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MCI disability rules Arbitrary, says Madras high court


MCI disability rules Arbitrary, says Madras high court

Chennai: The Madras High Court has termed the Medical Council of India’s (MCI) recent amendment on disability which bars students of more than 40 per cent blindness to pursue MBBS courses; as “arbitrary”.

The HC bench observed that the MCI amendments do not foresee the emotional impact of studying medicine with disabilities.

These observations came in view of a petition filed by the state government against a single judge order where a visually impaired student, who sought MBBS admission after being rejected an MBBS seat despite clearing NEET, was granted life-changing relief by the Madurai Bench of Madras High Court.

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In September last year, Medical Dialogues had reported about the case of the said MBBS aspirant, J Vibin, who had scored 220 marks in NEET and had secured an All India Rank of 285 under the Disability quota.

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In his petition, he added that the disability certificate that was issued by the state government stated that he had 75% visual impairment. Based on this counselling he was allotted Government Medical College, Pudukottai.

However, when he went to the medical college, he was asked to produce a fresh certificate to be issued by Madras Medical college. Doctors at Madras Medical College stated that he had 90% visual impairment, thus making him unfit for MBBS course under the disability rules. Based on the MMC order, his admission got turned down by the medical college.

Challenging the certificate issued by the MMC, contrary to the one issued by the state government, his petition before the court stated the MMC certificate was not signed by the specialist concerned and was incomplete.

Moreover, the petition challenged the grounds stating the medical college had no authority to say no to an admission allotment by the competent authority.

Read Also: Visually Impaired MBBS Student Denied Admission After Allotment, Approached HC

Thereafter during the hearing before the single judge bench, Justice V Parthiban had allowed the plea of the MBBS candidate.

The judge cited the Right to Persons with Disabilities Act, 2018 which ensures reservation for the differently abled persons and directed the Secretary of Selection Committee to allot a seat to the aspirant.

Read Also: HC Relief: Visually Impaired Aspirant allowed MBBS admission

Thereafter, in response, the state had filed a petition aggrieved by the said order of the single bench.

During the hearing of the state’s appeal, the division bench of honourable Justices Pushpa Sathyanarayana and T Krishnavalli noted the submission by the student’s counsel about section 32(1) of the Persons with Disabilities (PWD) Act, which provides for reserving seats for the people with benchmark disabilities in higher education institutions.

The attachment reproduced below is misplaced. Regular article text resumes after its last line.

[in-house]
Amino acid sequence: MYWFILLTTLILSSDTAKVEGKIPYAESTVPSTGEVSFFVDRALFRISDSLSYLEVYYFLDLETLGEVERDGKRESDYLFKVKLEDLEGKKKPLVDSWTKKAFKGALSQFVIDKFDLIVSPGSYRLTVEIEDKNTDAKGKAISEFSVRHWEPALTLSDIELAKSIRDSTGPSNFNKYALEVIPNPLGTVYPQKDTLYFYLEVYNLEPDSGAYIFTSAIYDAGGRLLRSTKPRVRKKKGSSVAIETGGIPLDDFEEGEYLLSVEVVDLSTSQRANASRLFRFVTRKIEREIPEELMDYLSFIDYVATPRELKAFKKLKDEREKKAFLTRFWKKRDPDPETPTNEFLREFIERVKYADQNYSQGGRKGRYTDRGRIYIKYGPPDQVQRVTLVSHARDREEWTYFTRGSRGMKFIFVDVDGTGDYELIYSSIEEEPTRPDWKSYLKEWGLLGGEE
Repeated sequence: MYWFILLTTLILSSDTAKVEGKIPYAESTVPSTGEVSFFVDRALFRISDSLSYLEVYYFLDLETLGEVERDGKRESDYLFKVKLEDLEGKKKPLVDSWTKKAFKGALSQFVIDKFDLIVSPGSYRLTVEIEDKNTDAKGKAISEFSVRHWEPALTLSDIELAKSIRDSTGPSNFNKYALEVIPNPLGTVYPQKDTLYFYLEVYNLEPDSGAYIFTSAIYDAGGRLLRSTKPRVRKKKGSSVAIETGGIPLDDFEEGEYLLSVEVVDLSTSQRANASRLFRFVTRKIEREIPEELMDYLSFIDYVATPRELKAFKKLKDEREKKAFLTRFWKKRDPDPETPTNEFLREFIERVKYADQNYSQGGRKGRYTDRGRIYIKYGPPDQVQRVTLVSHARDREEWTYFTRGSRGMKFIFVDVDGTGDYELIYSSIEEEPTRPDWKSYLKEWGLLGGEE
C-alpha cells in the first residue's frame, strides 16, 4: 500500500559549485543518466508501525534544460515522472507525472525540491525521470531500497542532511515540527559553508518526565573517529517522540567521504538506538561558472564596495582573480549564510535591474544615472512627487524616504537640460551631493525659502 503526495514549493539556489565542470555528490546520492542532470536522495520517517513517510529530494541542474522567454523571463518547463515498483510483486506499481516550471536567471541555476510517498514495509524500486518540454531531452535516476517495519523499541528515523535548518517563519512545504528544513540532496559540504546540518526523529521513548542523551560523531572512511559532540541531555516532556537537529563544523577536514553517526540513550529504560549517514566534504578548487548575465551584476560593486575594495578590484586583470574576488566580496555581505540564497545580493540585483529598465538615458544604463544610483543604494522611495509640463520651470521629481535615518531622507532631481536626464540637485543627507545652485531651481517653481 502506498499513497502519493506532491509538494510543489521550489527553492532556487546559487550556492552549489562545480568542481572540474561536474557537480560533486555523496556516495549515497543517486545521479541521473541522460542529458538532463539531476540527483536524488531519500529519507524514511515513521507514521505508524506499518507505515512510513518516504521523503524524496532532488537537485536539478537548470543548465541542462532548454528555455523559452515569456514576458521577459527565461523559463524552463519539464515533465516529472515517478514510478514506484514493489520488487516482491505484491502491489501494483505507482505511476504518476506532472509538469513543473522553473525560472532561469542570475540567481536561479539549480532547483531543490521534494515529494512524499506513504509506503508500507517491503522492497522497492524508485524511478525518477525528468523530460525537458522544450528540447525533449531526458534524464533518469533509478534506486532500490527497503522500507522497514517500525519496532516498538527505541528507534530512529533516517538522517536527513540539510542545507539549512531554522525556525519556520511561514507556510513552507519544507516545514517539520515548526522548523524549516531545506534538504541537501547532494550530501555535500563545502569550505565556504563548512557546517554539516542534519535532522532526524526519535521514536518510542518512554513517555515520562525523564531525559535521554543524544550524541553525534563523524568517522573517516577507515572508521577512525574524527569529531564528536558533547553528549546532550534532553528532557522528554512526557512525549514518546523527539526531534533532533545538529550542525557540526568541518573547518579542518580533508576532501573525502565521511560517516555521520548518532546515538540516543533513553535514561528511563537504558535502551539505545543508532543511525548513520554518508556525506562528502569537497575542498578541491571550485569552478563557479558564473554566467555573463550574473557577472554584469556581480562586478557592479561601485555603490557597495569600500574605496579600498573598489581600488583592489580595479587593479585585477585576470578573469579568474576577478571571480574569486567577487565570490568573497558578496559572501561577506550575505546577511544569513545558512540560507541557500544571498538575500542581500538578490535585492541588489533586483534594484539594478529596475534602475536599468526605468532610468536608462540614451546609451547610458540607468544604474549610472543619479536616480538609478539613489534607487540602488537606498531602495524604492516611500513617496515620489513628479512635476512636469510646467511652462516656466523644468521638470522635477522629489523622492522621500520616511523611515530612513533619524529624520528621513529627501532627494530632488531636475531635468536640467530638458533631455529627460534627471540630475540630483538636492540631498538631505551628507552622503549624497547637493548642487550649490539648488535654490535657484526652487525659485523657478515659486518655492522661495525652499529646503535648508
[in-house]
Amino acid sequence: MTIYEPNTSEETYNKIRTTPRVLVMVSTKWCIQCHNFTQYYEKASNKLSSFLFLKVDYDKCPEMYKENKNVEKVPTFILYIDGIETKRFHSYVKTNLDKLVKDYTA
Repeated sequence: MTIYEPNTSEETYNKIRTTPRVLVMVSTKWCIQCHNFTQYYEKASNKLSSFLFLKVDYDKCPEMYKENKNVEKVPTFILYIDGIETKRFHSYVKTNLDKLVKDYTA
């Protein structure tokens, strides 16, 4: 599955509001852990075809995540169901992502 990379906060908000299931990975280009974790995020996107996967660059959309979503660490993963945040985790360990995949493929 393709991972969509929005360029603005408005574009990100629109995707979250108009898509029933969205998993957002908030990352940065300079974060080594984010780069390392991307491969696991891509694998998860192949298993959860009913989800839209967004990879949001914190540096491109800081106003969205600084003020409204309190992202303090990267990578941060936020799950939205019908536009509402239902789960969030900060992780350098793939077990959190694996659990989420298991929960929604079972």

The court further took note of the MCI notification dated February 4. According to the amendment, a student with less than 40% of disability is eligible for medical course but not eligible under persons with disability quota; and when the disability level is equal to or more than 40% disability they are not eligible for medical course at all.

Read Also: MCI Disability Notification Challenged: Delhi HC issues notice to Medical Council of India, 2 Ministries

While dismissing the appeal filed by the Tamil Nadu government, the HC bench held

“… the MCI regulations denying reasonable accommodation is discriminatory. The MCI guidelines did not foresee the emotional impact of studying medicine with disabilities. Candidates with learning disabilities or any other disability should not be barred from entering the field of medicine. The principles of the United Nations Convention on the Rights of Persons with Disabilities
and PWD Act should be followed in their letter and spirit…

..The arbitrary, sudden and unreasoned amendment to the notification is violation of Articles 14 and 16 of the Constitution of India and also the doctrine of legitimate expectation.The subsequent amendment should not operate to the prejudice of the people with disabilities, particularly, when the person had qualified and cleared the eligibility criteria…

…While framing the guidelines, doctors with disabilities ought to have been considered and the competency of a doctor with disability cannot be assumed, as unless it is experienced one may not understand the same…”

The court concluded,

“this Court is of the view that the order of the learned Single Judge need not be interfered with. Accordingly, the Writ Appeal is dismissed confirming the order of the learned Single Judge dated 20.09.2018 with a further direction that the benefit of the relief given by the learned Single Judge to allot a seat to the petitioner shall be given effect to for the academic year 2019-2010.”

Attached is the detailed judgment below:



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